Libyan unit "defects" as more Arab protests simmer
TRIPOLI/MANAMA (Reuters) - Members of a Libyan army unit said they had defected and "liberated" the country's second city from forces loyal to veteran leader Muammar Gaddafi after scores of protesters were killed in the bloodiest revolt now shaking the Arab world.
Two residents of Benghazi told Reuters on Sunday that members of the army's "Thunderbolt" squad had switched sides after days of violence that mark the most serious challenge to Gaddafi's 42-year rule. Al Jazeera reported clashes in the capital between thousands of protesters and Gaddafi supporters.
Revolutions in Tunisia and Egypt have shaken the Arab world and inspired protests across the Middle East and North Africa, threatening the grip of long-entrenched leaders.
In the Gulf kingdom of Bahrain, thousands of protesters gathered in a square in Manama, calling for political change and awaiting promised talks with the island's Sunni rulers.
But after days of violence, the mood among the mainly Shi'ite protesters appeared to be more conciliatory.
Unrest also hit Yemen, Tunisia, Morocco, Oman, Kuwait, Algeria and Djibouti over the weekend as people took to the streets demanding political and economic change.
In Iran, thousands of security personnel deployed in the streets of Tehran and other cities to prevent protesters rallying in spite of a ban, opposition websites said.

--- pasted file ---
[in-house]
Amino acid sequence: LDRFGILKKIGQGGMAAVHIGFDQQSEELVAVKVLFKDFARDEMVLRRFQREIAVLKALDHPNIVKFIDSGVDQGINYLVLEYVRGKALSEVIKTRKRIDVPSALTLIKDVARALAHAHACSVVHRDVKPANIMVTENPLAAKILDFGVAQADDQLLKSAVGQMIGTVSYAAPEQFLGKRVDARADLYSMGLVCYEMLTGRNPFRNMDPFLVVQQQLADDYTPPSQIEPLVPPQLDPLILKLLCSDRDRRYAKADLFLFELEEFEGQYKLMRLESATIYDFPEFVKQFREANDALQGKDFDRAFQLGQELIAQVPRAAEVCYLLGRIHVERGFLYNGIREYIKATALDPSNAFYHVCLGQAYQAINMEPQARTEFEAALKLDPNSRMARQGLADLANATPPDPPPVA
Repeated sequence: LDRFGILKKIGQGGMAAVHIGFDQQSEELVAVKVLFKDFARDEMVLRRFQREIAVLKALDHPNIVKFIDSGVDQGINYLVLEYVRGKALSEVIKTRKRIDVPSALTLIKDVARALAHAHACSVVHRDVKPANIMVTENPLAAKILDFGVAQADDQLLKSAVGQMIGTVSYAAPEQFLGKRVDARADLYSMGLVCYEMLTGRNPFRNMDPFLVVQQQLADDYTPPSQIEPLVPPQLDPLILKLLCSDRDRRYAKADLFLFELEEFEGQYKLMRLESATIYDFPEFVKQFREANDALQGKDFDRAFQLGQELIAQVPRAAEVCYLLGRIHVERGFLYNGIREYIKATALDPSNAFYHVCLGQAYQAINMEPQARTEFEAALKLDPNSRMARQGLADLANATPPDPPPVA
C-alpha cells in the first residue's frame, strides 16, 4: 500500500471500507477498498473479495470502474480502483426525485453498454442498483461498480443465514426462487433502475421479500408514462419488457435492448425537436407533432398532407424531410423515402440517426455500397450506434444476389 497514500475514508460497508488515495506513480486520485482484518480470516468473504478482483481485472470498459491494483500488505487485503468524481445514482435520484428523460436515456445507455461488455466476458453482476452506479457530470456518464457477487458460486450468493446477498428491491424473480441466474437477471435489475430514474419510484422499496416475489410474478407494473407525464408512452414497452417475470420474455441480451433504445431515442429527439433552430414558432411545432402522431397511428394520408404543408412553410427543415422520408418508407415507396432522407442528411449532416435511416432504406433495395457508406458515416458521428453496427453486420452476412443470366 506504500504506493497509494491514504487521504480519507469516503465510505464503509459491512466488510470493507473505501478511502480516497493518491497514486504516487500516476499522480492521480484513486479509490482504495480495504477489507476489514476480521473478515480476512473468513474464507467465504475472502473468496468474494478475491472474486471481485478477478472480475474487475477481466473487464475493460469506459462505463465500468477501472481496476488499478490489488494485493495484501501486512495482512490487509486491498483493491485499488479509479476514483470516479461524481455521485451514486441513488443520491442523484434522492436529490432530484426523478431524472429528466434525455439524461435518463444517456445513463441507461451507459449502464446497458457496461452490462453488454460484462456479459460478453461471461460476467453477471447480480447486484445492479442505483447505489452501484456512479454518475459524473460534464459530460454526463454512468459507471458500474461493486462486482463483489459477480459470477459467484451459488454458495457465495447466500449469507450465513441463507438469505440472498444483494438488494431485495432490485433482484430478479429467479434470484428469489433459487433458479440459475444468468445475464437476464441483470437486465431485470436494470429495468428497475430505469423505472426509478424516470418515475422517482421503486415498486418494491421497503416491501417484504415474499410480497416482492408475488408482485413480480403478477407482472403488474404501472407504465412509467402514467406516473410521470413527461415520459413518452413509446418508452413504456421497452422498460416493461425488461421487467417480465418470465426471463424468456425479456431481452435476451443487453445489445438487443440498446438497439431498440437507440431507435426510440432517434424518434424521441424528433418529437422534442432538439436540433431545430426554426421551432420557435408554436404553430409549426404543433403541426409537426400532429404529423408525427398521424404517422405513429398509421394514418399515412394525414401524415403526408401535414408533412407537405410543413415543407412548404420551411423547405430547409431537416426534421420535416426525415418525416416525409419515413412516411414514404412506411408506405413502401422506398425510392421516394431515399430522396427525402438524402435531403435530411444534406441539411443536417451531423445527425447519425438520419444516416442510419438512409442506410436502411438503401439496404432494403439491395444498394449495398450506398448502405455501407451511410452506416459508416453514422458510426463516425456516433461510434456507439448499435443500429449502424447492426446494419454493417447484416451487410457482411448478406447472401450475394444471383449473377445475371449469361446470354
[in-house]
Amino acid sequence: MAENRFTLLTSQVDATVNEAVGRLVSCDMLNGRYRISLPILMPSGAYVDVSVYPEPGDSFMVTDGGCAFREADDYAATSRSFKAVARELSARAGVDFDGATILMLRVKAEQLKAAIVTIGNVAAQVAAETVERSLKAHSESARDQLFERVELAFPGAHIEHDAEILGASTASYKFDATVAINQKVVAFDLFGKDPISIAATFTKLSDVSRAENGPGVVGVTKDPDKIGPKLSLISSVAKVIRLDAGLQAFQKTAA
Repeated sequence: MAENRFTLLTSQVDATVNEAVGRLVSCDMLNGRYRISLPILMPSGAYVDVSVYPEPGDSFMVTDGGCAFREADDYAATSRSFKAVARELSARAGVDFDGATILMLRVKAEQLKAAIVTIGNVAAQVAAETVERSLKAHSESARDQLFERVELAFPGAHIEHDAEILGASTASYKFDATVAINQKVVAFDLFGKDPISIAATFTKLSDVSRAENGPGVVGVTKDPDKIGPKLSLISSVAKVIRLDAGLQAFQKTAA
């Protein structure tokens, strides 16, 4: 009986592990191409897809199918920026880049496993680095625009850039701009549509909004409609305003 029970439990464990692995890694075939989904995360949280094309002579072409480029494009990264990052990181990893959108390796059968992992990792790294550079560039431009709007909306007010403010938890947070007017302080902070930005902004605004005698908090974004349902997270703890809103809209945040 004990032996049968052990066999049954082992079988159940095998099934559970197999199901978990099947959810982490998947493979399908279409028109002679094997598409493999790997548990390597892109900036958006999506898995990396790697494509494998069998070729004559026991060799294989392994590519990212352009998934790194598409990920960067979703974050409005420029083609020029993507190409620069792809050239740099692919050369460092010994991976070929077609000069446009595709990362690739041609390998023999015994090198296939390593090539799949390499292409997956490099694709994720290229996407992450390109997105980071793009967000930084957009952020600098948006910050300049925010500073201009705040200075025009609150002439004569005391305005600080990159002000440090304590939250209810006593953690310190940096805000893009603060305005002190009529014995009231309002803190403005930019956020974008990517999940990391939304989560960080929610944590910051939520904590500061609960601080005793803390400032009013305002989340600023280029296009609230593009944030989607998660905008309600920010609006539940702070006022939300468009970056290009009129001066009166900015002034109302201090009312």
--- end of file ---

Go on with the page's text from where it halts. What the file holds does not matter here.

But the most dramatic developments were in Libya.
Al Jazeera, citing unnamed sources, said thousands of protesters clashed with supporters of Gaddafi in Tripoli's Green Square.
In the port city of Benghazi, two residents said members of the army's Thunderbolt squad had arrived at the local hospital with soldiers wounded in clashes with Gaddafi's personal guard.
"They are now saying that they have overpowered the Praetorian Guard and that they have joined the people's revolt," lawyer Mohamed Al-Mana said by telephone. It was not possible to independently verify the information.
Habib al-Obaidi, who heads the intensive care unit at Benghazi's Al-Jalae hospital, said at least 50 people had been killed and 100 seriously wounded since 1300 GMT on Sunday.
"Today has been a real tragedy ... since 3 p.m. (1300 GMT) and up to 9.15 pm, we received 50 dead, mostly from bullet wounds," he said. "There are 200 wounded, 100 of them are in very serious conditions."